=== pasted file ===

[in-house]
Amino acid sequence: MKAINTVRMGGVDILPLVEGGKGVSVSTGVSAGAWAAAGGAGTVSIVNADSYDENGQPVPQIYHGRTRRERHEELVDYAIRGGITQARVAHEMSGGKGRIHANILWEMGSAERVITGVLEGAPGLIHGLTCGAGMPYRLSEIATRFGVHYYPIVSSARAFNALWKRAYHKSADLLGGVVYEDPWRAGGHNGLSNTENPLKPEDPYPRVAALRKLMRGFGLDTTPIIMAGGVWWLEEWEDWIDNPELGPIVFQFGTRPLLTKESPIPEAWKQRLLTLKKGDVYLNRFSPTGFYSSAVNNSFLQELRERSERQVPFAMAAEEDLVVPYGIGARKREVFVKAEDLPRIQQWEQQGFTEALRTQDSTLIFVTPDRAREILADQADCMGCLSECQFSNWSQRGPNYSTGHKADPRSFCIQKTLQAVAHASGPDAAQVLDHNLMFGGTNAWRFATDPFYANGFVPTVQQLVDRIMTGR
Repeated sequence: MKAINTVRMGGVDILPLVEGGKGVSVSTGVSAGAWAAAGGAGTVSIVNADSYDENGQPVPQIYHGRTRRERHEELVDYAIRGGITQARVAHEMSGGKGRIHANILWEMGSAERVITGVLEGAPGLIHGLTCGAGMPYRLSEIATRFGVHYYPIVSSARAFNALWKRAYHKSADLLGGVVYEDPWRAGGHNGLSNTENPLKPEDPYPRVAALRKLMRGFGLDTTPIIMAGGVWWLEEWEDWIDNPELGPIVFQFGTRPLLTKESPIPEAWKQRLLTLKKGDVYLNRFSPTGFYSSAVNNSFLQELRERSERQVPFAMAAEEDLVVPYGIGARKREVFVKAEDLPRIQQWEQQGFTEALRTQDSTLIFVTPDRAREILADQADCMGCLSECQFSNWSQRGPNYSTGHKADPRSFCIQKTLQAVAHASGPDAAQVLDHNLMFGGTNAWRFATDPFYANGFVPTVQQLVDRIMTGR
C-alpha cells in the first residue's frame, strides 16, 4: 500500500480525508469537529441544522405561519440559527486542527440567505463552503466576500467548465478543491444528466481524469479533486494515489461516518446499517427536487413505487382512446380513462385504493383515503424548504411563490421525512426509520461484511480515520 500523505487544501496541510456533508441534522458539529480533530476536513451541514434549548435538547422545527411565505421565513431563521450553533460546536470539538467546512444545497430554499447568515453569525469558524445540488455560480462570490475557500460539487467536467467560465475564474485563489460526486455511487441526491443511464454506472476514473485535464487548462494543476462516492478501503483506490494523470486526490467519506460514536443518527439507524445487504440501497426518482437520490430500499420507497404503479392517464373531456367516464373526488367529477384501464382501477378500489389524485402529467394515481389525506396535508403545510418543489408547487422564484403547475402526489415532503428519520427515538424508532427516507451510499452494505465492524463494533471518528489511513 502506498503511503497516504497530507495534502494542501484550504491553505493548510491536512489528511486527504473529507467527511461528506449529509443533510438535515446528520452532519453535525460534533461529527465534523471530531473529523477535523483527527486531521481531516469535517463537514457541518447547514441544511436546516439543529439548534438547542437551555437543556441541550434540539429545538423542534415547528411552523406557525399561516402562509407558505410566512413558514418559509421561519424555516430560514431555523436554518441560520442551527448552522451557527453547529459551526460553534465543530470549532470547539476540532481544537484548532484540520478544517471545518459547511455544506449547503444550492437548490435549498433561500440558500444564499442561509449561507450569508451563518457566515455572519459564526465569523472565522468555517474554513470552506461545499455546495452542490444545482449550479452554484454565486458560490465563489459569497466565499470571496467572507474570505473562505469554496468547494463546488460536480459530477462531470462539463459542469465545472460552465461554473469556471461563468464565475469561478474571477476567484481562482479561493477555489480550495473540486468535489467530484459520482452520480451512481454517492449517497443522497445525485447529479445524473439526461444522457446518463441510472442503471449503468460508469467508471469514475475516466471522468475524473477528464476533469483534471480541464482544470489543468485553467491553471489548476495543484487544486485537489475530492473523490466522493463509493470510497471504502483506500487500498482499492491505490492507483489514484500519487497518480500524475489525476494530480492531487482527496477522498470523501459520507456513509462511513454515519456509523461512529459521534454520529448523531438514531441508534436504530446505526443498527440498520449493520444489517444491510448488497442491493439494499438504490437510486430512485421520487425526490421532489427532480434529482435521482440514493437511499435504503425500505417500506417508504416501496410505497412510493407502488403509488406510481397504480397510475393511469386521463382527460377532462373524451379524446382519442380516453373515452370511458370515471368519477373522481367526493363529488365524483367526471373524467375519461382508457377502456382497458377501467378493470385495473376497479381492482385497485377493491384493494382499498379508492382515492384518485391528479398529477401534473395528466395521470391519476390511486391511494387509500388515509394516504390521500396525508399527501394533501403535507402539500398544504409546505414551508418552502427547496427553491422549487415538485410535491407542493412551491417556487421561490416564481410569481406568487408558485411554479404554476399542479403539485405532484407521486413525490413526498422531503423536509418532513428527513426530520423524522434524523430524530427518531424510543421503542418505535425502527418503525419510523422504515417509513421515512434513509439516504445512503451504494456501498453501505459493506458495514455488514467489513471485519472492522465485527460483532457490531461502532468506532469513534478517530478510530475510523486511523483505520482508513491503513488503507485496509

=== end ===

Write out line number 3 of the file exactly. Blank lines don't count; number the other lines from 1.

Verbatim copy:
Repeated sequence: MKAINTVRMGGVDILPLVEGGKGVSVSTGVSAGAWAAAGGAGTVSIVNADSYDENGQPVPQIYHGRTRRERHEELVDYAIRGGITQARVAHEMSGGKGRIHANILWEMGSAERVITGVLEGAPGLIHGLTCGAGMPYRLSEIATRFGVHYYPIVSSARAFNALWKRAYHKSADLLGGVVYEDPWRAGGHNGLSNTENPLKPEDPYPRVAALRKLMRGFGLDTTPIIMAGGVWWLEEWEDWIDNPELGPIVFQFGTRPLLTKESPIPEAWKQRLLTLKKGDVYLNRFSPTGFYSSAVNNSFLQELRERSERQVPFAMAAEEDLVVPYGIGARKREVFVKAEDLPRIQQWEQQGFTEALRTQDSTLIFVTPDRAREILADQADCMGCLSECQFSNWSQRGPNYSTGHKADPRSFCIQKTLQAVAHASGPDAAQVLDHNLMFGGTNAWRFATDPFYANGFVPTVQQLVDRIMTGR